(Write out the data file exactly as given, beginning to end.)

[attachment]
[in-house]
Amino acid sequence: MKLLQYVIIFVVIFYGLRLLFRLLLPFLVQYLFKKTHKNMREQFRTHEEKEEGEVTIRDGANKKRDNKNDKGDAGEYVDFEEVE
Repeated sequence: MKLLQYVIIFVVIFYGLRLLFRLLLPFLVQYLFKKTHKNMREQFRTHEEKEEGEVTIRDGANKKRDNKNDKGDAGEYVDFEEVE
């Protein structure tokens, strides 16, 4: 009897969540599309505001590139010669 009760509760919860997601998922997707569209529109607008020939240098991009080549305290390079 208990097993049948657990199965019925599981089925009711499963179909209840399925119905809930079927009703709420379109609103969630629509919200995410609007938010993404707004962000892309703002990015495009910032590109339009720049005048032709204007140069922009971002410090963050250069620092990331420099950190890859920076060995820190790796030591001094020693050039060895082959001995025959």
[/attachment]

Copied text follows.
[in-house]
Amino acid sequence: MKLLQYVIIFVVIFYGLRLLFRLLLPFLVQYLFKKTHKNMREQFRTHEEKEEGEVTIRDGANKKRDNKNDKGDAGEYVDFEEVE
Repeated sequence: MKLLQYVIIFVVIFYGLRLLFRLLLPFLVQYLFKKTHKNMREQFRTHEEKEEGEVTIRDGANKKRDNKNDKGDAGEYVDFEEVE
């Protein structure tokens, strides 16, 4: 009897969540599309505001590139010669 009760509760919860997601998922997707569209529109607008020939240098991009080549305290390079 208990097993049948657990199965019925599981089925009711499963179909209840399925119905809930079927009703709420379109609103969630629509919200995410609007938010993404707004962000892309703002990015495009910032590109339009720049005048032709204007140069922009971002410090963050250069620092990331420099950190890859920076060995820190790796030591001094020693050039060895082959001995025959």